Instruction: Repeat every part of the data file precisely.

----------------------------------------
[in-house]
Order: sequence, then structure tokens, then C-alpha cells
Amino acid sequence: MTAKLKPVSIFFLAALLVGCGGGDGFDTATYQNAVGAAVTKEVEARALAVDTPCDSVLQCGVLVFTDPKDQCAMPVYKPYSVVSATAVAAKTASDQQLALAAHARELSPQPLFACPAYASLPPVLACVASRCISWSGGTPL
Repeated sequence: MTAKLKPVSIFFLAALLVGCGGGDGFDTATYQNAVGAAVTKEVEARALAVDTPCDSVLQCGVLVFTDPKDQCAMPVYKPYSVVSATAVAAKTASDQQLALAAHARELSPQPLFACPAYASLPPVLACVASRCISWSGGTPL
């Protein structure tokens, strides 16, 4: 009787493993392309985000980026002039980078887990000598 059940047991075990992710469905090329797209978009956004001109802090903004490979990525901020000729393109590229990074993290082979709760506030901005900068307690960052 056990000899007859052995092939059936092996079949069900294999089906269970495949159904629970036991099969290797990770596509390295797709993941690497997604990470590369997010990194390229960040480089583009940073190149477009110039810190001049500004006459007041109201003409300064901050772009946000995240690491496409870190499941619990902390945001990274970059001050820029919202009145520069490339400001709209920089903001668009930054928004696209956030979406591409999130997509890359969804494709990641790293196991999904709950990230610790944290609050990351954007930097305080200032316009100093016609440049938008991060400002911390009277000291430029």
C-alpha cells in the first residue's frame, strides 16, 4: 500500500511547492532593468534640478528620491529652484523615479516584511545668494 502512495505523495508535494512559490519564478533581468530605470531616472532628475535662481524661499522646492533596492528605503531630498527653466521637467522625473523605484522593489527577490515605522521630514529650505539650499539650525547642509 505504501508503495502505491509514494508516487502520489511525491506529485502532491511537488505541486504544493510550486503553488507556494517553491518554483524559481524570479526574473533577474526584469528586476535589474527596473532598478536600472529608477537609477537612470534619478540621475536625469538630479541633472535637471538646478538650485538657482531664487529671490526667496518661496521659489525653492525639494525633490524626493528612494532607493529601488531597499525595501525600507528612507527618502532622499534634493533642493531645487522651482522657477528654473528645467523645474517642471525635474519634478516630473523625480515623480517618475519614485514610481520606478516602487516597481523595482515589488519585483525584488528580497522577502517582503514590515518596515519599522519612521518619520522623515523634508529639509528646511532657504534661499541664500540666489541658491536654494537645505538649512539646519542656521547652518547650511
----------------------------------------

[in-house]
Order: sequence, then structure tokens, then C-alpha cells
Amino acid sequence: MTAKLKPVSIFFLAALLVGCGGGDGFDTATYQNAVGAAVTKEVEARALAVDTPCDSVLQCGVLVFTDPKDQCAMPVYKPYSVVSATAVAAKTASDQQLALAAHARELSPQPLFACPAYASLPPVLACVASRCISWSGGTPL
Repeated sequence: MTAKLKPVSIFFLAALLVGCGGGDGFDTATYQNAVGAAVTKEVEARALAVDTPCDSVLQCGVLVFTDPKDQCAMPVYKPYSVVSATAVAAKTASDQQLALAAHARELSPQPLFACPAYASLPPVLACVASRCISWSGGTPL
């Protein structure tokens, strides 16, 4: 009787493993392309985000980026002039980078887990000598 059940047991075990992710469905090329797209978009956004001109802090903004490979990525901020000729393109590229990074993290082979709760506030901005900068307690960052 056990000899007859052995092939059936092996079949069900294999089906269970495949159904629970036991099969290797990770596509390295797709993941690497997604990470590369997010990194390229960040480089583009940073190149477009110039810190001049500004006459007041109201003409300064901050772009946000995240690491496409870190499941619990902390945001990274970059001050820029919202009145520069490339400001709209920089903001668009930054928004696209956030979406591409999130997509890359969804494709990641790293196991999904709950990230610790944290609050990351954007930097305080200032316009100093016609440049938008991060400002911390009277000291430029």
C-alpha cells in the first residue's frame, strides 16, 4: 500500500511547492532593468534640478528620491529652484523615479516584511545668494 502512495505523495508535494512559490519564478533581468530605470531616472532628475535662481524661499522646492533596492528605503531630498527653466521637467522625473523605484522593489527577490515605522521630514529650505539650499539650525547642509 505504501508503495502505491509514494508516487502520489511525491506529485502532491511537488505541486504544493510550486503553488507556494517553491518554483524559481524570479526574473533577474526584469528586476535589474527596473532598478536600472529608477537609477537612470534619478540621475536625469538630479541633472535637471538646478538650485538657482531664487529671490526667496518661496521659489525653492525639494525633490524626493528612494532607493529601488531597499525595501525600507528612507527618502532622499534634493533642493531645487522651482522657477528654473528645467523645474517642471525635474519634478516630473523625480515623480517618475519614485514610481520606478516602487516597481523595482515589488519585483525584488528580497522577502517582503514590515518596515519599522519612521518619520522623515523634508529639509528646511532657504534661499541664500540666489541658491536654494537645505538649512539646519542656521547652518547650511